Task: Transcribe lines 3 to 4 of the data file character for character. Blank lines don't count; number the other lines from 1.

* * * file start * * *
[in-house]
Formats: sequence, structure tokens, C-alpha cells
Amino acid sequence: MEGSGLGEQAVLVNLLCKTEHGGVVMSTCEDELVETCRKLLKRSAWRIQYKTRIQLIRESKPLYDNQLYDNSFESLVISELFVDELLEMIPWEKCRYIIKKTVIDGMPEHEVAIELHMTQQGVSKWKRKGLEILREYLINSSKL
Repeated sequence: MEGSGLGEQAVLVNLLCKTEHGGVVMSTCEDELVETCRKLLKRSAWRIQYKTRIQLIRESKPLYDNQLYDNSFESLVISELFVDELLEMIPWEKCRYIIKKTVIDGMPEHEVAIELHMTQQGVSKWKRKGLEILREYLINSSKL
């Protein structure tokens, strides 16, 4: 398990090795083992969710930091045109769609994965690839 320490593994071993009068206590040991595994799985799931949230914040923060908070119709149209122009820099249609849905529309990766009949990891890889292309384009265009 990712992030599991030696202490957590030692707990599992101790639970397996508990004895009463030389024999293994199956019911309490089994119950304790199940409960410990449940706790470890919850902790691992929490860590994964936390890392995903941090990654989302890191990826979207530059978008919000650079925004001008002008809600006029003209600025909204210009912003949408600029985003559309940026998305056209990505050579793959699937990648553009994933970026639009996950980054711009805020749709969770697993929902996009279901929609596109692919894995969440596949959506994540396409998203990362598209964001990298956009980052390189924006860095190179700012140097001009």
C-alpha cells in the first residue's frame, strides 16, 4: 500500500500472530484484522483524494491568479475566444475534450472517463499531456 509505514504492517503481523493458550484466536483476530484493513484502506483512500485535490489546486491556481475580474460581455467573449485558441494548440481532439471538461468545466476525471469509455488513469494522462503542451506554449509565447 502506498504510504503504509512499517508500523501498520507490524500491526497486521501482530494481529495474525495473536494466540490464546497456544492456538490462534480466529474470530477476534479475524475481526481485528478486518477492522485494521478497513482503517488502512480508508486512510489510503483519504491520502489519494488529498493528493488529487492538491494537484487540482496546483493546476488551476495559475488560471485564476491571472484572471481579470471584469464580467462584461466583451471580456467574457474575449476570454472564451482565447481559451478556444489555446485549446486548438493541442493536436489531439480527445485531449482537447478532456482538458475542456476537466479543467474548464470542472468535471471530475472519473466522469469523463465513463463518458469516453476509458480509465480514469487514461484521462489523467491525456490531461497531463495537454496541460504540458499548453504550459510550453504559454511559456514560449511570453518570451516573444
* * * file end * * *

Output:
Amino acid sequence: MEGSGLGEQAVLVNLLCKTEHGGVVMSTCEDELVETCRKLLKRSAWRIQYKTRIQLIRESKPLYDNQLYDNSFESLVISELFVDELLEMIPWEKCRYIIKKTVIDGMPEHEVAIELHMTQQGVSKWKRKGLEILREYLINSSKL
Repeated sequence: MEGSGLGEQAVLVNLLCKTEHGGVVMSTCEDELVETCRKLLKRSAWRIQYKTRIQLIRESKPLYDNQLYDNSFESLVISELFVDELLEMIPWEKCRYIIKKTVIDGMPEHEVAIELHMTQQGVSKWKRKGLEILREYLINSSKL